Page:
One house I visit stands alone on Old Highway 80, the southern cousin of Route 66 which used to connect San Diego to Georgia. There are piles of old food cans piled up in the corner of one room, a blue recliner still looking inviting in spite of its dust. The plaster has eroded in the walls to reveal a chicken wire foundation, rusty crisscrossed hexagons throwing interesting shadows through the shafts of dusty sunlight. A swarm of bees has taken up residence in all the walls, building their waxy cells between the honeycomb wires. The house vibrates with them, my biorhythms begin to give way to the hive and I throb for some time after leaving them.
There’s decay and there’s beauty. And there is nothing in between.
Madmen and prophets have called the desert home now and forever; Moseses and Christs and John the Baptists. I consider adding a fourth category to Scot's list of slab characters; the God-seekers. Or maybe that is just a consequence of the other reasons for seeking refuge there. The most recognizable landmark in Slab City is Salvation Mountain, built solely by Leonard Knight, a withered and stooping 79-year-old man made up of nothing but bones. I consider Leonard to be the symbolic leader, not necessarily of all the slabbers, but at least of those who are seeking.
For the past 30 years, while the desert air has dried his skin to leather, he has been painting waterfalls on a mountain of mud. Every spring, as the stench of rotting birds and fish from the Salton Sea waft into Slab City, he paints new flowers of every color on his masterpiece. On top of the mountain is the proclamation “God is Love,” and this is the simple essence of his message to the world. From the peak you can catch the reflection of the Salton Sea – where people still live, eating salty tilapia and ignoring the stink of carcasses coming off the water. It’s hard to say who is holy and who is mad – maybe they are all a little of both.
Leonard started his crusade to spread the message that “God is Love” in 1967 when he was in San Diego visiting his sister, a Christian who tried to teach him about Jesus. At the time Leonard wasn't religious and resisted her attempts, but one day he sat alone in his van praying “Jesus, I'm a sinner, please come into my heart” for about 20 minutes. After that, he felt transformed.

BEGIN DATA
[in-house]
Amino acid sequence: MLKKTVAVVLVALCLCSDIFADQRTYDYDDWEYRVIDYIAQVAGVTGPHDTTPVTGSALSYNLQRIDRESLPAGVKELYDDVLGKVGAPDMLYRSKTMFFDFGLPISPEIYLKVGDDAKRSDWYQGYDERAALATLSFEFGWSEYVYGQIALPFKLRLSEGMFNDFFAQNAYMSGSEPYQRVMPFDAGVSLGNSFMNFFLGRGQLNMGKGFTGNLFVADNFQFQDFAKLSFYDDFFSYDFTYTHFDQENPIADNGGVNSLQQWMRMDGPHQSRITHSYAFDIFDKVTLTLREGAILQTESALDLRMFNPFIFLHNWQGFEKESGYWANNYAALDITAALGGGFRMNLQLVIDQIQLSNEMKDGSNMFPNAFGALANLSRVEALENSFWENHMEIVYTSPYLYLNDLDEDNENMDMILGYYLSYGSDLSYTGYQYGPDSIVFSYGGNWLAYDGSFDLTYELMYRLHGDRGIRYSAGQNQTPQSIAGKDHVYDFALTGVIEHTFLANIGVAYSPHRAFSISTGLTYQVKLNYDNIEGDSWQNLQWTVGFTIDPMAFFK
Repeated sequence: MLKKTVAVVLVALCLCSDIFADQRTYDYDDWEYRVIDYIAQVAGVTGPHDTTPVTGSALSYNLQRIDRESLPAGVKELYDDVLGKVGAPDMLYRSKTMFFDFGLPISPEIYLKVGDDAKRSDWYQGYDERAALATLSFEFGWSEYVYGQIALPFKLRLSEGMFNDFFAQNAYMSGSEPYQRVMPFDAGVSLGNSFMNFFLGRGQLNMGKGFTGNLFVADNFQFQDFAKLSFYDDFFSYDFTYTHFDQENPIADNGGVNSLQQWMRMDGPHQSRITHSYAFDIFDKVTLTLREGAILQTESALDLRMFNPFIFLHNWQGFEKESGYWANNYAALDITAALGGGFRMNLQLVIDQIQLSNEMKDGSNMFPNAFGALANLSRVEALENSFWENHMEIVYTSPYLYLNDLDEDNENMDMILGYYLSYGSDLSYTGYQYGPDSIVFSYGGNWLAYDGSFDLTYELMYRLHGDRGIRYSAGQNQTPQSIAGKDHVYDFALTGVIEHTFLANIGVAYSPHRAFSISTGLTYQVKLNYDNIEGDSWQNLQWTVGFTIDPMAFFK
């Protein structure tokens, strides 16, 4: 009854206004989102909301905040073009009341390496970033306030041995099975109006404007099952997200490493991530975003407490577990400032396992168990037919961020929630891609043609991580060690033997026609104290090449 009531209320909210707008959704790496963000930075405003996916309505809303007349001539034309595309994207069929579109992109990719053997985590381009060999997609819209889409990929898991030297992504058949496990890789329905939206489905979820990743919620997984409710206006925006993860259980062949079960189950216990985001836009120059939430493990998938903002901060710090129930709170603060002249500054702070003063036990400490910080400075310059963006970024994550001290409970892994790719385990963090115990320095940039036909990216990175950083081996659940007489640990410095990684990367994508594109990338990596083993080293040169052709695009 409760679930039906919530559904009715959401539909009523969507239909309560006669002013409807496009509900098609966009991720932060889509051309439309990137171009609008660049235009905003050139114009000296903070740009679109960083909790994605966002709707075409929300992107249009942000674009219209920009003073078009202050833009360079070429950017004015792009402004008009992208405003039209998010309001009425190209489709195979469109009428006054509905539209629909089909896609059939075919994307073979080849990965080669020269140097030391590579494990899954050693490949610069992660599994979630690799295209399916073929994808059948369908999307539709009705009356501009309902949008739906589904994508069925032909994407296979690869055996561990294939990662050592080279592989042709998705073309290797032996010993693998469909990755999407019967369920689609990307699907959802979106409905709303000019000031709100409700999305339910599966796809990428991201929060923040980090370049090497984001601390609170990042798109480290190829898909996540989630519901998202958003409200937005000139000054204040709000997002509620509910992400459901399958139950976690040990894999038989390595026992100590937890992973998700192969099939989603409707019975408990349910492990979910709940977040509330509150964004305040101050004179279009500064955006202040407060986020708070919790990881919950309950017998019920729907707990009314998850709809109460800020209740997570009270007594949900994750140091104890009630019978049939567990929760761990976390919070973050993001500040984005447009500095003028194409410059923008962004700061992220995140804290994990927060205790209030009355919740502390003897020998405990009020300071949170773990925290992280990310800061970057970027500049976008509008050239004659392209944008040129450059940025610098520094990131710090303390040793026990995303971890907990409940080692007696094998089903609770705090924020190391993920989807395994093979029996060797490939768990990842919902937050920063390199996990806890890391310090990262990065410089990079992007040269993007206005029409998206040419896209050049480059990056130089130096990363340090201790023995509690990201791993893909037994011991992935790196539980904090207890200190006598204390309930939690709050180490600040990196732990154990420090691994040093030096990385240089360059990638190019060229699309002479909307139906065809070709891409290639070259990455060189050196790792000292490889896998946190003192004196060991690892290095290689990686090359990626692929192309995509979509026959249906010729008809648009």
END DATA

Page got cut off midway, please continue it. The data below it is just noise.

“God touched me a lot,” he told me. “He got me deep in my soul. Without an education or any know-how or nothing.”
After that experience, he spent a decade attempting to make a huge hot air balloon that said: “God is Love.” Winter weather destroyed the balloon, so he set his sights on building an eight-foot monument out of cement right on the spot where Salvation Mountain now stands. He started with a single bag of cement and kept adding more and more paint and cement until he had an impressive hill. The first mountain collapsed after a storm, but unwilling to give it up, Leonard set to work building a second mountain, this time made of adobe and hay, and the precarious structure is still standing.
“Nothing worked for a long time. But I got stubborn about working for God. I want everybody to know that God loves us all. He's a universal God.”
People come from all over the world to see Leonard and his mountain. He was featured in the film “Into the Wild,” where he played himself and interacts with the movie version of Christopher McCandless, who actually did visit Slab City and Leonard in 1991 before famously dying in Alaska. He doesn't do much work on the mountain these days, but he loves to give tours, hand out postcards and magnets and puzzles and tell people his message. He is humble and characterizes himself as a simple, uneducated man, but the words “prophet” and “saint” are often muttered by awestruck visitors.
The desert is the most powerful setting for messiahs – the barrenness, the closeness of death, the sense of self-sacrifice, of letting the very moisture burn out of your skin, wasting away on your bones. Heaven seems closer there, but it isn’t accessible. It presses you to the burning ground.
In the month that Scot has lived on the slabs, he has been working on a mural to cover the front of his bunker. He described the overall vision; he will have a sunset fading into constellations in the sky, and in the foreground, he intends to paint the Chocolate Mountains, the purple and brown tinted mountains on the northern horizon. He even plans on painting photo-realistic representations of native plants.
“I pay close attention. I took the plants in my hand and I embedded it in my retinas, you know, exactly how the plant looks.”
I imagine the bunker fading completely into the landscape, the scene matching perfectly with the reality just beyond itself. When I visited Scot, though, there was only a band of orange at the bottom and a band of blue at the top, and “Jesus Lives” emblazoned in large, red, block letters. I wondered if maybe he confused the more common “Jesus Saves” with my personal favorite “Frodo Lives,” but I didn't mention this to him because he seemed very proud of bringing Jesus to a Godless and lawless community – never mind the fact that his bunker is right in sight of Salvation Mountain.